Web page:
The Xamarin Promise – Realized!

9:00 AM | March 31 2016 | Microsoft //BUILD developer conference | Moscone West, San Francisco.

The Microsoft acquisition of Xamarin was great news; but everyone was waiting to see what all this actually meant for developers.

Microsoft chose the //BUILD conference to divulge the details. The Xamarin promise is now a reality for every Visual Studio developer and the future holds the opportunity for .NET developers to go cross-platform. This article take a 10K feet view to articulate some Xamarin history, its present and the future. Along the way, we’ll talk about some polished UI components so that you don’t have to re-invent the wheel for your cross-platform apps.

It’s a great time to be a mobile developer on Microsoft stack – let us unpack why.

Full article over @ Telerik Developer Network.

Highlights from Microsoft Build Day 1

“Developers, Developers, Developers!” Microsoft’s old war-cry for developers and renewed mojo was on full display during Day 1 of the annual //BUILD developer conference in San Francisco. Several Telerik Developer Advocates are at //BUILD this week and are just as excited as you are after the Day 1 Keynote. Here are some highlights that stood out from a developer’s standpoint.

Full article over @ Telerik Developer Network.

Biometric Authentication with Microsoft Passport

Information security is hard. Managing user authentication and authorization in apps/services usually gives developers an additional layer of headache on top of making applications actually work. Windows Hello and Microsoft Passport promise to be solid options for solving these issues.

Windows Hello offers easy biometric authentication that is integrated into Windows 10, taking away much of the pain around managing user credentials. But user authentication is just the first step of the problem. How do developers leverage biometrics to authorize users to apps/services?

That responsibility falls on Microsoft Passport – a seamless 2 Factor Authentication (2FA) system using device and user biometrics. Reusable user credentials can finally be replaced by biometrics and hardware-level security, thus enabling apps/services to offer robust built-in security.

This article unpacks Microsoft Passport and offers a walkthrough of how to utilize Microsoft Passport to power your apps. Seamless biometric security is wonderful, especially when you have the ability to leverage it in your apps. Let’s dive in.

Full article over @ Telerik Developer Network.

Say Hello to Windows Hello

You come across a killer app, but it needs another set of user credentials for you to remember for authentication. Could this be the straw that breaks the camel’s back? Especially with the constant stories of widespread enterprise hacking that expose consumer data, something has to change, right?

Windows Hello offers easy biometric authentication integrated into Windows 10. Windows Hello promises seamless 2 Factor Authentication (2FA) using device and user biometrics, taking away much of the pain around managing user credentials. Has this been tried and failed in the past? Yes. But Windows Hello has a better shot at success with well-thought-out features and reusable authorization.

In this article, we’ll unpack Windows Hello to help you understand the specifics.

Full article over @ Telerik Developer Network.

.NET Developers – Love Thy Command Line

For the last decade, Windows or .NET developers using Visual Studio have been shielded from the command line. Why do we need command line tools when just about everything needed for app development is right there in Visual Studio? Simply use the extensive IDE menu options or the right-click to access additional operations through the context menus. As a result, command line tooling has often been thought of as counter productive and meant for the über geeks.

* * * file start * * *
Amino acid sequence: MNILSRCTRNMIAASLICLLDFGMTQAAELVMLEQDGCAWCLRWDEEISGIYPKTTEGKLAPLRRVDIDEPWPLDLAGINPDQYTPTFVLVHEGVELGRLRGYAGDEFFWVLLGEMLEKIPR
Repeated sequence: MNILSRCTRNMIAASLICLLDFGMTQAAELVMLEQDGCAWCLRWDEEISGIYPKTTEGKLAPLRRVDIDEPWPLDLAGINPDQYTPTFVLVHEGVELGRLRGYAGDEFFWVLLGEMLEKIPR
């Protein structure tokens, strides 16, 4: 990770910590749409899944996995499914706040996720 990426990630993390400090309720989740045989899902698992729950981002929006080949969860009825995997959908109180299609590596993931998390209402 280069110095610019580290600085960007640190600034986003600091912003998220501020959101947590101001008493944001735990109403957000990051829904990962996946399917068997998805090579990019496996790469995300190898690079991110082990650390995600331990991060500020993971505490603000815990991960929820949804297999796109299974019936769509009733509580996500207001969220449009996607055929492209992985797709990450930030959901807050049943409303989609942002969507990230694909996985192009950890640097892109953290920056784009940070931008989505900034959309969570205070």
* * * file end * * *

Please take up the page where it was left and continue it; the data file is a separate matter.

But are rich IDEs making developers lazy? Why do we depend on having a UI to perform even the simplest of tasks? Do you keep hearing people boast of the power and flexibility of the command line? Or of features that you just cannot invoke from your IDE? Relax – the command line isn’t difficult to use. With a little practice, you can master the art and have a lot of power at your disposal.

The new .NET is lean, modular and cross-platform with a much lower barrier to entry. And since developers can now choose any IDE and OS of their choice, the commonality between Windows, OSX and Linux becomes the command line. Command line tooling for .NET works the same way on any platform.

This article distills down the most common and useful command line tooling for the new .NET. We’ll dispense with any cat pictures and funny memes and focus on just creating a straight up developer cheat sheet for .NET command line tooling.

Full article over at Telerik Developer Network.

The Era of Portable .NET

The .NET framework has had quite the journey from conception until today. Yet, every iteration from .NET 1.0 to .NET 4.5, almost invariably required kittens to die, as you painstakingly upgraded your apps and the .NET runtimes. The challenge, in part, was because of the giant monolithic .NET framework that all your apps depended on.

All that changes moving forward.

The new .NET framework is modern, lean, modular and open source. No longer is .NET a system-wide installation – it is merely a folder. Instead of a huge underlying framework, you only pick and choose the pieces of the .NET framework that you need in your apps. And more importantly, you can package the required components of the .NET framework right alongside your app. We’re entering an age of app-runtime silos and ultimate portability.

This article shows you .NET’s portability with modern ASP.NET web applications.

Read the whole article on TDN over HERE.

Adios!